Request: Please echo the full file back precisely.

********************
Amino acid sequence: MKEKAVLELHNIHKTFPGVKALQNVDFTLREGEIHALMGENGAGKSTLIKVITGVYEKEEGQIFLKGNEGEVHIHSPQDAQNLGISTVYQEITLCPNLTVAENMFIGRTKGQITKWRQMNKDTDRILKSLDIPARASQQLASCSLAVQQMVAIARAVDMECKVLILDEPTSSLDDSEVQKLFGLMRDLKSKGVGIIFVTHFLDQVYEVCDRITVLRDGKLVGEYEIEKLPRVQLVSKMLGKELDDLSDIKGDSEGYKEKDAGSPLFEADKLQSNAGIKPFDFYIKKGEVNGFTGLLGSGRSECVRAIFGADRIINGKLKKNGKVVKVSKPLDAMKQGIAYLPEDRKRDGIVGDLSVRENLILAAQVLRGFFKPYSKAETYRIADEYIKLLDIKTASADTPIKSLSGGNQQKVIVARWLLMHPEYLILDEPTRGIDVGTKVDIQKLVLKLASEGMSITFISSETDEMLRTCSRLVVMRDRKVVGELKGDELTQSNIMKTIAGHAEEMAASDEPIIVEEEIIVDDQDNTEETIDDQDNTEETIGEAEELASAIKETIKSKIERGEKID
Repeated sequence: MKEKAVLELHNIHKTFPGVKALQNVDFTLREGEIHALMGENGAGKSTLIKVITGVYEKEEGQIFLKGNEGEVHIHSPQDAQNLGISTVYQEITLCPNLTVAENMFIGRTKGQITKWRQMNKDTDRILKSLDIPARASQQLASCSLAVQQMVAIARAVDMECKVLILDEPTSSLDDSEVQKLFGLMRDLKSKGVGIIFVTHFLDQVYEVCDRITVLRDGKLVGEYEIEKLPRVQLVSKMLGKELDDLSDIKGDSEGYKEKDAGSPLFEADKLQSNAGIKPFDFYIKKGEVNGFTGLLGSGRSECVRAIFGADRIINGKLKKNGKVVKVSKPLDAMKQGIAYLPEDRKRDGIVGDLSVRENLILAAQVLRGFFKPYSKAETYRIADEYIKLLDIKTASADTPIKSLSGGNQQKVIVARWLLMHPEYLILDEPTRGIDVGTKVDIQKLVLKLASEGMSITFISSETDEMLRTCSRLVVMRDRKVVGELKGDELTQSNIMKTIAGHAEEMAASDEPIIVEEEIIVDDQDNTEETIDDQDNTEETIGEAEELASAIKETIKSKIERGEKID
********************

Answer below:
Amino acid sequence: MKEKAVLELHNIHKTFPGVKALQNVDFTLREGEIHALMGENGAGKSTLIKVITGVYEKEEGQIFLKGNEGEVHIHSPQDAQNLGISTVYQEITLCPNLTVAENMFIGRTKGQITKWRQMNKDTDRILKSLDIPARASQQLASCSLAVQQMVAIARAVDMECKVLILDEPTSSLDDSEVQKLFGLMRDLKSKGVGIIFVTHFLDQVYEVCDRITVLRDGKLVGEYEIEKLPRVQLVSKMLGKELDDLSDIKGDSEGYKEKDAGSPLFEADKLQSNAGIKPFDFYIKKGEVNGFTGLLGSGRSECVRAIFGADRIINGKLKKNGKVVKVSKPLDAMKQGIAYLPEDRKRDGIVGDLSVRENLILAAQVLRGFFKPYSKAETYRIADEYIKLLDIKTASADTPIKSLSGGNQQKVIVARWLLMHPEYLILDEPTRGIDVGTKVDIQKLVLKLASEGMSITFISSETDEMLRTCSRLVVMRDRKVVGELKGDELTQSNIMKTIAGHAEEMAASDEPIIVEEEIIVDDQDNTEETIDDQDNTEETIGEAEELASAIKETIKSKIERGEKID
Repeated sequence: MKEKAVLELHNIHKTFPGVKALQNVDFTLREGEIHALMGENGAGKSTLIKVITGVYEKEEGQIFLKGNEGEVHIHSPQDAQNLGISTVYQEITLCPNLTVAENMFIGRTKGQITKWRQMNKDTDRILKSLDIPARASQQLASCSLAVQQMVAIARAVDMECKVLILDEPTSSLDDSEVQKLFGLMRDLKSKGVGIIFVTHFLDQVYEVCDRITVLRDGKLVGEYEIEKLPRVQLVSKMLGKELDDLSDIKGDSEGYKEKDAGSPLFEADKLQSNAGIKPFDFYIKKGEVNGFTGLLGSGRSECVRAIFGADRIINGKLKKNGKVVKVSKPLDAMKQGIAYLPEDRKRDGIVGDLSVRENLILAAQVLRGFFKPYSKAETYRIADEYIKLLDIKTASADTPIKSLSGGNQQKVIVARWLLMHPEYLILDEPTRGIDVGTKVDIQKLVLKLASEGMSITFISSETDEMLRTCSRLVVMRDRKVVGELKGDELTQSNIMKTIAGHAEEMAASDEPIIVEEEIIVDDQDNTEETIDDQDNTEETIGEAEELASAIKETIKSKIERGEKID